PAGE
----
At any rate, I need to configure the IoTanium Dev Kit to connect to my home network, which is done via the iotanium_cfg.json file (file is located in the iotanium/ folder).  A quick "vi" to update the config and upload the config file to the dev kit and a click of the Disconnect / Connect button along with reconnecting to my home network and I was successfully connected via my home network instead of the IoTanium wifi.  This now allows the IoTanium Dev Kit to get "online" - e.g. to AWS and other services.

Now that the dev kit can reach the Internet - it's time to configure a connection to AWS.  Heading over to AWS console, I navigate to IoT Core.

Once at AWS IoT, I click on Secure then Certificates to generate new certificates.

I click on "Create Certificates" using the "One-click certificate creation".  Advanced IoT shops may manage their own certificates and simply upload a CSR.

You will get a notification that the certificates are created.  Download "A certificate for this thing" and "A private key".  You can download "A public key" and the Amazon Root CA key as well if needed for your implementation. (I did not as I'm just following the instructions and testing the dev kit out.)

You will need to create a policy, e.g. define what a device with this certificate can do so click on the "Create new policy" button.

Add the authorization to publish and connect to iot.

Don't forget to attach the newly created policy to the certificate that you created previously if AWS doesn't attach it automatically as part of the certificate creation process.  This is a step that I see people commonly missing in IoT lab exercises.

I also make a note of my endpoint that I'll be sending to.

I modified the file (located in the /iotanium folder) with my endpoint, uploaded the python file and the certificate / key and then I ran the program.

Ouch.  Failure.  It seems like the program was sending a message every 5 seconds.  I noticed that the performance of the ESP32 microcontroller is a bit slow (e.g. when I type something into the web terminal page, it sometimes "lags").  So I adjusted the message send rate in from 5 seconds to 15 seconds and success!

Over in AWS Console, subscribe to the topic 'iotanium'.

The messages successfully showed up in the Test console.

Stay tuned for my next blog post where I take a closer look at the dev board and start connecting some electronics to it.


Note: I am not being compensated by Onica / Rackspace for this blog post, nor does this post constitute an endorsement of this product by me or my employer.  I share my experiences in the hopes of educating and informing others about Internet of Things (IoT).

re:invent 2019 - IoTanium by Onica: Unboxing and Assembly

I attended re:Invent 2019 at Las Vegas, NV and one of the vendors, Onica, had a chance to win their IoTanium Dev Kit by (1) making motions and capturing that motion; (2) upload the captured motion to a ML algorithm to (3) generate a model with the captured motion and associate that with movement and action to then (4) play a game and make motions / actions that would move an avatar in the game.

So after 3 tries, I finally completed the exercise.  I was most likely not consistent in my motions and it was hard for the model to understand what I was trying to accomplish.  But I did it! :)

As a result, I received a t-shirt and their IoTanium Dev Kit.  I thought in this post I'd capture the unboxing of the Dev Kit and then in subsequent blog posts, show some projects that can be completed with this Dev Kit.

The Dev Kit comes in a basic black box, filled with parts and electronic bits for assembly.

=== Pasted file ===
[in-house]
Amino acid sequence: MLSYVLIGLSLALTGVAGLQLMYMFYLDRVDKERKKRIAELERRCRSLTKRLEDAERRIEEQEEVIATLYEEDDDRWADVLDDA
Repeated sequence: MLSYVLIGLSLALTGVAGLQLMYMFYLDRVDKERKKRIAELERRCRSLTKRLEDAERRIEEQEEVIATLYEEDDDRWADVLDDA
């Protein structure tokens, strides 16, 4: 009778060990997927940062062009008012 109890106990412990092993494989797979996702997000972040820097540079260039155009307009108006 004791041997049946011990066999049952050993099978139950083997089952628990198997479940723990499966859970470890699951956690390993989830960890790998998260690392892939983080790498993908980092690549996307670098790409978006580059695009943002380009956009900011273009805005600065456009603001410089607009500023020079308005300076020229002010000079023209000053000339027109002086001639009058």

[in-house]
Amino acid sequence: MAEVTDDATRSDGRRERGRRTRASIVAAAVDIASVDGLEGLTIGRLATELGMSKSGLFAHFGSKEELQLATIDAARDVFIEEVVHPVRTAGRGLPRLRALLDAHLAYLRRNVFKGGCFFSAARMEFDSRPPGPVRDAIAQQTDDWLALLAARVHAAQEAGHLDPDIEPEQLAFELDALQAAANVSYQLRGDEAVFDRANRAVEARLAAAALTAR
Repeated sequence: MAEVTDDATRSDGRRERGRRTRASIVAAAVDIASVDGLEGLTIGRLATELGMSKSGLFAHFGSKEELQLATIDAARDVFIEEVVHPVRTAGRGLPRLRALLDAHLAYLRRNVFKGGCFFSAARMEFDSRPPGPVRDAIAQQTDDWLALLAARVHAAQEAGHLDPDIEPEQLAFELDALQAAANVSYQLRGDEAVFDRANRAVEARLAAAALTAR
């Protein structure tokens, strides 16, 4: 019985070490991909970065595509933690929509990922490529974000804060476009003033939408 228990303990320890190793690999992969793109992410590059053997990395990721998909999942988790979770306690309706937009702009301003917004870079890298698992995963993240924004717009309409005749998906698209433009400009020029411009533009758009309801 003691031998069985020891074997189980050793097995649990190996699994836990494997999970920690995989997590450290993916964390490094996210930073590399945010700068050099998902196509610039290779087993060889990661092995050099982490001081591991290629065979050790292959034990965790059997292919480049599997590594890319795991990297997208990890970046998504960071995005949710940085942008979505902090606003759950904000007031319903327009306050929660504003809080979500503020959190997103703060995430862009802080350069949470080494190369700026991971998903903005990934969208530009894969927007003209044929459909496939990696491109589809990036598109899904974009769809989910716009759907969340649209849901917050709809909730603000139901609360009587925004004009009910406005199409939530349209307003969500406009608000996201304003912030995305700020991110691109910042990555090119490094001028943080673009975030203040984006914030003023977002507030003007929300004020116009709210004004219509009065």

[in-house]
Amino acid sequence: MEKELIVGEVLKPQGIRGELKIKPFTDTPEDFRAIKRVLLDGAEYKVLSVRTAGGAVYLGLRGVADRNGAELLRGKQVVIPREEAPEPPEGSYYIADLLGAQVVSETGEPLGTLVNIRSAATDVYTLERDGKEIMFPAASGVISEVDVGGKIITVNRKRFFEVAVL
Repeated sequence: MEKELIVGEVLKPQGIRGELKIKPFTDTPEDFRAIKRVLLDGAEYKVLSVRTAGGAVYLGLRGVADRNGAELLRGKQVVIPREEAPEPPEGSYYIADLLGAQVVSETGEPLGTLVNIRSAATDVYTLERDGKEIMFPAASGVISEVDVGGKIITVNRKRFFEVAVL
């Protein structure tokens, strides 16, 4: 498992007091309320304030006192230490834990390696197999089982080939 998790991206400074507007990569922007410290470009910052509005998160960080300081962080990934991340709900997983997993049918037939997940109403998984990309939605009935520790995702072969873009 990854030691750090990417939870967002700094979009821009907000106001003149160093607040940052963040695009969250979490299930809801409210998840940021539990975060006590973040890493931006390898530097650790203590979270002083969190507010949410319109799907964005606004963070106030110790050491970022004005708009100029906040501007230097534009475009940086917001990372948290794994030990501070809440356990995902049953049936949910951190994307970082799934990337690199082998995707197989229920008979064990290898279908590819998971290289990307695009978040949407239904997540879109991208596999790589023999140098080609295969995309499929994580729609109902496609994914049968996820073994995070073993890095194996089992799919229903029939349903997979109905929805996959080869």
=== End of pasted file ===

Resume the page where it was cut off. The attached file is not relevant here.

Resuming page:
Upon opening the box, I am greeted immediately with instructions for construction.  You will need a Phillips screwdriver to complete the assembly.

Two main pouches are in the box, one with the microcontroller dev board and the breakout board, the other with a breadboard, screws, risers and some electronics.

Here we have the microcontroller (ESP32) and the breakout board.  The goal with Onica providing this dev kit is that it adds an easy way to connect sensors and other external devices to the ESP32.  And then the breakout board enables simple connectivity to a breadboard (shown later).

From the 2nd parts bag I removed the risers and the screws that will be used to assemble the two boards.

Always check to make sure that you have a correct inventory when assembling something (saves from frustration later - in this case all the pieces were there).

I used the female riser along with a screw and attached it to the dev board.  Note that the pins will need to be on the bottom (for connectivity to the breakout board).

Completed assembly of the female risers and the associated screws.

Completed assembly of the dev board (flipped over) to show how the pins will be inserted into the breakout board.

Connecting the dev board to the breakout board.  It takes a firm push to have the pins seated.

Then I took the remaining 4 male risers and screwed the boards together.

Completed assembly of the dev board and breakout board.

Take the time to make sure the pins are lined up with each of the sockets in the breadboard.  I had one pin that was slightly bent so I had move it to the correct spot and then I was able to successfully push the breakout board pins into the breadboard.

Completed assembly and then I opened the electronics bag to see what I would be working with from a project standpoint.

This completes the unboxing and assembly of the Onica IoTanium Dev Kit.

Stay tuned for my next blog post where I connect the dev board to AWS IoT.  Future posts will include a walkthrough of the features of the dev board, connecting electronics to the board and discussing potential applications.


Note: I am not being compensated by Onica / Rackspace for this blog post, nor does this post constitute an endorsement of this product by me or my employer.  I share my experiences in the hopes of educating and informing others about Internet of Things (IoT).